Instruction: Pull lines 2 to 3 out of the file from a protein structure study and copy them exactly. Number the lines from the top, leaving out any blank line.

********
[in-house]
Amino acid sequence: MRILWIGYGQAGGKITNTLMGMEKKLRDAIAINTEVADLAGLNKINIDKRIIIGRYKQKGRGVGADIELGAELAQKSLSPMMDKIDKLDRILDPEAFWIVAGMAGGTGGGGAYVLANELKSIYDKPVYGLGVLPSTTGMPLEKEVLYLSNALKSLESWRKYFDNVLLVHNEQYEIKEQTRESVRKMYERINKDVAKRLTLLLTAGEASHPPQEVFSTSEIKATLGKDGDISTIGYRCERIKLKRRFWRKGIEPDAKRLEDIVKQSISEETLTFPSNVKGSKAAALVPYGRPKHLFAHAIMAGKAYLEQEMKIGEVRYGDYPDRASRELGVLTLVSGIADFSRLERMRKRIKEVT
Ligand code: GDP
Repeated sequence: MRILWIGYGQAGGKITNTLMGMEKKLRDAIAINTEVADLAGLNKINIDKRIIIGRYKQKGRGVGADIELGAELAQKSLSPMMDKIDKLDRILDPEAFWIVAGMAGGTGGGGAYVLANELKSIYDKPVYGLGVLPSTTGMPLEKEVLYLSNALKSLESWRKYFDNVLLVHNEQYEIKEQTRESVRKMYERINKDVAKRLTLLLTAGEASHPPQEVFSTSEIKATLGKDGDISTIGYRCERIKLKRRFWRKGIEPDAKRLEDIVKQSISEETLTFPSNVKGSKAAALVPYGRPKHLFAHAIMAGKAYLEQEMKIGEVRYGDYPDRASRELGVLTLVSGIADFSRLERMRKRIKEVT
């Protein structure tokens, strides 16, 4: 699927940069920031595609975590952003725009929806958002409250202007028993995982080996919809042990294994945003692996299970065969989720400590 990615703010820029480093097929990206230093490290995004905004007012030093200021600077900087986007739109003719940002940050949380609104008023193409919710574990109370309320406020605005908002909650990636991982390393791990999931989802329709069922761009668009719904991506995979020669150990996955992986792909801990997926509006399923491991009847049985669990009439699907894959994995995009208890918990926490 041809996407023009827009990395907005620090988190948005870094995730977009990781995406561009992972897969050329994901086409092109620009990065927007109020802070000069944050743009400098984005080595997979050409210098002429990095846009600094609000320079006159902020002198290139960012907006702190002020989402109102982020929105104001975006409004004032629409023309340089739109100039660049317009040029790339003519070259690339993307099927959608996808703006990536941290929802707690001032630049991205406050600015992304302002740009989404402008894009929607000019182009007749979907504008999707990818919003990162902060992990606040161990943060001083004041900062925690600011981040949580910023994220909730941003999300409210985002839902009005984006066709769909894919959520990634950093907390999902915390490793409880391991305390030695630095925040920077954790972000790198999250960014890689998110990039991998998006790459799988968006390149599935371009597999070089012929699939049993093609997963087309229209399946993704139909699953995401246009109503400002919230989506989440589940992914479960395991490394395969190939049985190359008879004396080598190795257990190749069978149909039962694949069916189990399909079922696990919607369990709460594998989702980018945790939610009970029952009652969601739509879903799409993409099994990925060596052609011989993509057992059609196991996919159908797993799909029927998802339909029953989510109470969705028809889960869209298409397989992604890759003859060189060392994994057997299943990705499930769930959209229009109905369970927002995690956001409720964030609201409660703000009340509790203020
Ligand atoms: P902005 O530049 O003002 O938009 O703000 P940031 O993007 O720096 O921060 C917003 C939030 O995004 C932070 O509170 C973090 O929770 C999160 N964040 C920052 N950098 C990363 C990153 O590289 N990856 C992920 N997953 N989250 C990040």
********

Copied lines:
Amino acid sequence: MRILWIGYGQAGGKITNTLMGMEKKLRDAIAINTEVADLAGLNKINIDKRIIIGRYKQKGRGVGADIELGAELAQKSLSPMMDKIDKLDRILDPEAFWIVAGMAGGTGGGGAYVLANELKSIYDKPVYGLGVLPSTTGMPLEKEVLYLSNALKSLESWRKYFDNVLLVHNEQYEIKEQTRESVRKMYERINKDVAKRLTLLLTAGEASHPPQEVFSTSEIKATLGKDGDISTIGYRCERIKLKRRFWRKGIEPDAKRLEDIVKQSISEETLTFPSNVKGSKAAALVPYGRPKHLFAHAIMAGKAYLEQEMKIGEVRYGDYPDRASRELGVLTLVSGIADFSRLERMRKRIKEVT
Ligand code: GDP